Figure 6. Proposed pathways affected by depletion of CtaB in stationary phase S. aureus. Pathways enriched in genes with higher than 2-fold change in CtaB mutant at 24 h are framed and bold. Genes that were down regulated in the CtaB mutant are underlined, while those up regulated not underlined.
Quantitative Real-time PCR was performed to validate the RNA-seq results. Genes were chosen from the list of genes with significant changes of transcription, favoring those associated with virulence and protein production but had a p-value < 0.05. All showed similar fold change with those from the RNA-seq results (Figure 7).
Figure 7. Validation of RNA-seq by quantitative real-time PCR. Relative mRNA levels of transcripts corresponding to USA500 and ΔctaB mutant grown to 6 or 24 h were determined. RNA was obtained from the same samples for RNA-seq and experiments were performed in triplicate. Bars show the fold change of ΔctaB mutant vs. USA500 and error bars indicate standard deviations calculated with the 2−ΔΔCT method based on three independent experiments.
The aim of this study is to address the role of CtaB in pigment production, virulence and persister formation in S. aureus. We found that deletion of ctaB attenuated survival under starvation and virulence in mice but had enhanced pigment production and formation of quinolone tolerant persister cells. Our study is the first to report the complex relationship between heme production, persister formation, and virulence in S. aureus.
We have shown that CtaB depletion barely affected growth in rich medium (TSB), but caused faster death under starvation stress (Figure 3A). The result echoes the finding by Clements et al., as CtaA mutation caused growth defect in glucose-limiting chemically defined medium (Clements et al., 1999). Heme production is a key step for cellular aerobic respiration and energy conversion, providing resources for synthesis of heme A-containing terminal oxidases (Svensson and Hederstedt, 1994; Hederstedt et al., 2005). The changes in the respiratory chain by mutation of CtaB could account for the defects. Meanwhile, it is more difficult to explain the enhanced pigment production caused by CtaB depletion. The production of staphyloxanthin, the main pigment of Staphylococci, is mediated by factors encoded by crtOPQMN, using FPP as the substrate (Wieland et al., 1994; Pelz et al., 2005). Regulators such as rsbUVW-sigB are known to regulate expression of pigment genes in S. aureus (Kullik et al., 1998; Giachino et al., 2001). In previous reports, suppression of genes from metabolic pathways (purine biosynthesis, the TCA cycle and oxidative phosphorylation) has also been found to affect pigment production (Lan et al., 2010). We detected the expression of pigment associated genes and found that CtaB deletion did not affect expression of rsbUVW-sigB, fliA (sigB) or crtOPQMN, while expression of citZ in ΔctaB mutant was down regulated (0.45) while qoxB was induced (2.09), and the other metabolic genes were not affected (Table 4). FPP is a key intermediate in mevalonate pathway that serves as a substrate of several pathways including synthesis of heme A and staphyloxanthin (Szkopinska and Plochocka, 2005). Since CtaB deletion did not affect pigment production by altering expression of the currently known genes of pigment production pathway, the possibility is worth considering that the absence of competition by heme A production pathway leaves more FPP to staphyloxanthin synthesis pathway, thus enhancing pigment production provided.
From the RNA-seq data, we show the down regulation of multiple virulence genes was caused by CtaB depletion. Despite the depression of global regulatory RNA RNAIII and several classic virulence factors (EsaB, EsaC, EsXB, etc.), DltA-D and most of the amino acid ABC transporters were down regulated. The four proteins (DltA-D) incorporate D-alanine into cell wall polymers during teichoic acid synthesis (Reichmann et al., 2013) and their inactivation has been shown to impact the defense of S. aureus against antimicrobial agents (Peschel et al., 1999). Expression of many amino acid transporter genes (oppA1, oppC1, oppD1, and oppF1) were found down regulated in the CtaB knockout strain. These ABC transporters not only function by obtaining nutrients, but play important roles in adherence and processing of secreting toxins (Podbielski et al., 1996). They also showed up frequently in screening of virulence genes of S. aureus with transposon libraries in different animal models (Mei et al., 1997; Coulter et al., 1998; Bae et al., 2004).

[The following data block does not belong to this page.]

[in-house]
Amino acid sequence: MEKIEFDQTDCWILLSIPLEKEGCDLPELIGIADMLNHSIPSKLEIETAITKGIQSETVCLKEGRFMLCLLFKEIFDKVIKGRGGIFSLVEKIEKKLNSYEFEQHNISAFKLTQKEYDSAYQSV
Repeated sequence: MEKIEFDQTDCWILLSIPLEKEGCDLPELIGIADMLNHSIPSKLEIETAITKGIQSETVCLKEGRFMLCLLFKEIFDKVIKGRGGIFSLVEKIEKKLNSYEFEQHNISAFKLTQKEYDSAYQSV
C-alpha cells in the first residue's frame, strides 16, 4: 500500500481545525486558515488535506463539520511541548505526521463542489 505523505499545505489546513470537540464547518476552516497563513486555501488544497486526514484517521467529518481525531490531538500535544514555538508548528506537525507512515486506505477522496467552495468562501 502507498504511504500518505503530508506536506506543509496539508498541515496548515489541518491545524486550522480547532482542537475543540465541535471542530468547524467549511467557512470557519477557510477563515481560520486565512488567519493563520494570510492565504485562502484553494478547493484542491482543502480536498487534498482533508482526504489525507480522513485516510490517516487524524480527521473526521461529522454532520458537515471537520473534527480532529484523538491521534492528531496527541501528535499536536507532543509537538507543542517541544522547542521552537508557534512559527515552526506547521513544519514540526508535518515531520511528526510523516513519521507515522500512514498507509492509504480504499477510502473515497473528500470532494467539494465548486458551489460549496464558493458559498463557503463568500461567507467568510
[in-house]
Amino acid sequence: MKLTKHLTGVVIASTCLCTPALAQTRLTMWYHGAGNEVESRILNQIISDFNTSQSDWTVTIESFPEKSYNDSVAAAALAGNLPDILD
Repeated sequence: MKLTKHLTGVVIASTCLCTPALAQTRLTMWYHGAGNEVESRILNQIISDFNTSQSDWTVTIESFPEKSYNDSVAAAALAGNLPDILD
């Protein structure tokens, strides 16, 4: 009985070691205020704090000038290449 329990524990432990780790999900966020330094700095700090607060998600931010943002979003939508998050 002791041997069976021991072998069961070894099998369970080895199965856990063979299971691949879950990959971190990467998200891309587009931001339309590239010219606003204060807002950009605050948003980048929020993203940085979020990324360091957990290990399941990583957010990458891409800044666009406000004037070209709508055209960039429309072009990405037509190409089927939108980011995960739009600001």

Pigment production has been found to enhance fitness and virulence and help the bacteria cope with oxidative stress (Clauditz et al., 2006). However, our results seem to contradict this finding of association of pigment production and virulence as we see enhanced pigment production of CtaB mutant but less virulence. Nevertheless, CtaB deletion had multiple effects on S. aureus, despite enhanced pigment production, it caused attenuated hemolytic activity and survival in animal model. It is likely the virulence attenuation of CtaB mutant is combined effect of more important attenuated hemolytic activity over the increased pigment production such that the net outcome is still attenuated virulence despite increased pigment production which is often associated with virulence.
Persister formation is a phenomenon with highly complex mechanisms. Energy production and protein translation are two vital pathways for bacterial survival and reproduction, and it is generally believed that an overall suppression of metabolism and replication is a universal cause for bacterial persister formation (Lewis, 2012; Kwan et al., 2013). In E. coli, deficiency of energy production genes such as sucB and ubiF has been found to decrease persister survival (Ma et al., 2010). It has also been shown in E. coli that bacteriostatic antibiotic treatment enhances persister formation via suppression of cellular respiration (Lobritz et al., 2015). In S. aureus, a recent study correlated the drop of ATP level to enhanced persister formation in stationary phase (Pontes et al., 2015). CtaB is a key factor in S. aureus respiratory chain and energy production. In stationary phase when most glucose is consumed, S. aureus turns to utilize amino acids such as arginine and histidine for energy production (Makhlin et al., 2007). We also found that in stationary phase, multiple genes involved in amino acid metabolism (argG, hutI, hisD, etc.) were inhibited in ΔctaB strain (Table 3). Based on these findings, CtaB depletion might account for augumented persister formation. However, the correlation between respiration and persister formation is far from unveiled. A counter-example has been provided by Mehmet et al. who reported that inhibition of respiration during stationary phase with KCN reduced persister levels in E. coli (Orman and Brynildsen, 2015).